The contemplation of celestial things will make us speak and think more sublimely and magnificently when we come back to our human affairs.


Chiseled into the bedrock atop a sacred mountain in the clouds of Machu Picchu is a ritual stone, each corner points to the Cardinal Directions. The surface is angled so precisely that the sun creates no shadow at the moment of the Equinox. It was believed that at this moment the sun was resting at the midpoint of its journey and its energy could be yoked to the stone through ritual. Tethering the sun here ensured it would always come back to the center.

Astronomy was the first science and architecture followed. With no written language or wheels Machu Picchu, one of the Seven Wonders of the World, was built entirely by humans who carried stones, weighing up to 50 tons, up to the 8,000-foot ridge and fitted them together perfectly without mortar. Our stone age ancestors studied the movements of celestial bodies and developed architecture to precisely track and celebrate these movements. These architectural phenomena were imagined, developed, and executed with wisdom and knowledge shared over many generations. There were no blueprints or instruction manuals.

Going back as far as 5000 years we find sacred stone monuments the world over: medicine wheels in Alberta, petroglyphs in New Mexico, pyramids in Giza and in Chichen Itza. All were built with an astronomical focus on the Equinoxes – the days the Sun rises precisely in the East and sets precisely in the West – the days when light and darkness are equals.

Considering the importance of these dates to our ancestors it’s surprising that most in our modern day give them little notice. The Autumnal Equinox is Thursday, September 22nd.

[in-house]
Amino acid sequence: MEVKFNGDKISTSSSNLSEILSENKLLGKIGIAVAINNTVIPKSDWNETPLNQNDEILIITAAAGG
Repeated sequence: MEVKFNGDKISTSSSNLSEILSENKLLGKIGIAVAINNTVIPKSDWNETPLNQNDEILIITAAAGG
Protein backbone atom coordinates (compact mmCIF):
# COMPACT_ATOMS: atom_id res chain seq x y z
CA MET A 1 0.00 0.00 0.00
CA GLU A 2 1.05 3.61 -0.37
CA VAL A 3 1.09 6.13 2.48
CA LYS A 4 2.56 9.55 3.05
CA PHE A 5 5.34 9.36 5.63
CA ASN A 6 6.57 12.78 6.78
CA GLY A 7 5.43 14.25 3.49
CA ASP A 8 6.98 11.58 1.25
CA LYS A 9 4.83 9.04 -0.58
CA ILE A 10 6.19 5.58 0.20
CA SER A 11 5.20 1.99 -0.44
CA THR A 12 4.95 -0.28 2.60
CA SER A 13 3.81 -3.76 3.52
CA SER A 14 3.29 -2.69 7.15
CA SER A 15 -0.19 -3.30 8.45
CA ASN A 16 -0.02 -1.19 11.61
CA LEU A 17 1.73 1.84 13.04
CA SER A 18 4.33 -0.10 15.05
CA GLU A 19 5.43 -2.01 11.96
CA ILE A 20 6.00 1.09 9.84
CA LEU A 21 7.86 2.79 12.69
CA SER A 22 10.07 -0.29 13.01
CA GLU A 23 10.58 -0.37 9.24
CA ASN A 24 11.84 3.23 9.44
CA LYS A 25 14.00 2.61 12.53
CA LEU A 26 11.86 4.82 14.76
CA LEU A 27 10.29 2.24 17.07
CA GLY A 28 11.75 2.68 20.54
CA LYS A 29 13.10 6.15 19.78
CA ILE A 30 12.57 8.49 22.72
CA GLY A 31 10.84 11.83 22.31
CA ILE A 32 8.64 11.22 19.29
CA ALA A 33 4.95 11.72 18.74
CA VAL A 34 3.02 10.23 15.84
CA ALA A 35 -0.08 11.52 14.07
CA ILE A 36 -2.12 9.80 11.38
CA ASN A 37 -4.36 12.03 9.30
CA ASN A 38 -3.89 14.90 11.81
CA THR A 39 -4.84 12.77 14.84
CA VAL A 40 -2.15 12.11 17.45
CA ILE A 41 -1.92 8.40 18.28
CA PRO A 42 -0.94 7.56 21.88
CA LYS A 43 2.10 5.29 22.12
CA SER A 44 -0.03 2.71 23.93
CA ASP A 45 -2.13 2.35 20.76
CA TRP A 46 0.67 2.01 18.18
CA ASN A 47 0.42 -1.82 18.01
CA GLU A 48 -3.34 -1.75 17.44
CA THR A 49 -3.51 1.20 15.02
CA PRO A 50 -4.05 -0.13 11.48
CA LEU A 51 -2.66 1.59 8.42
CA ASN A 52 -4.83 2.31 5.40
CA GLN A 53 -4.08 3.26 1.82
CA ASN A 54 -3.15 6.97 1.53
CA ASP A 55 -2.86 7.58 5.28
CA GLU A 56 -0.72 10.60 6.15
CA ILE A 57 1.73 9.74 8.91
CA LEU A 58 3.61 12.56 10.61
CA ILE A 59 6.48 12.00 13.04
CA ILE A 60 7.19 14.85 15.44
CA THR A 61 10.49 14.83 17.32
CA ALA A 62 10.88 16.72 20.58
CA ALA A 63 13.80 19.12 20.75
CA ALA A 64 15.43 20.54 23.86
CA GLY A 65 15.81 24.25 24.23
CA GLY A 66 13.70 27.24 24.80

Make a Labyrinth: Mindfully walking a Labyrinth is a wonderful way to—literally and figuratively—come to center. Making one in nature adds to that contemplation and creates a gift to the world. You can create it in the sand at a park, from stones and shells at the shore, with sidewalk chalk in a driveway, or even by mowing your lawn into the pattern.

Here is a very simple guide for creating a six-foot labyrinth using two lines to guide the pattern for your borders. Your initial lines can be made from string, or drawn with chalk, or in the dirt or sand. When you are happy with them you can cover your lines as your heart desires. You will need string, chalk, or a sturdy stick and a measuring tape. Plus, whatever found items or colored chalk for the final borders.

The first line begins in the center with a hook like a candy cane.

Stand in the center of your yet-to-be-composed labyrinth and face due west.

Create the hook with the short side on your right – coming around in front of your feet with the long side going on your left for 3 feet.

Then circle the line in a three-foot circumference around the center.

Leave a one-foot gap at the bottom.

The second line begins one foot to the left of your center.

It circles once around the top of the cane in a one-foot circumference.

And then a second time at a one-foot circumference until it reaches the low end of the cane. Leave a one-foot space there.

If you make one – take a picture and share it with us!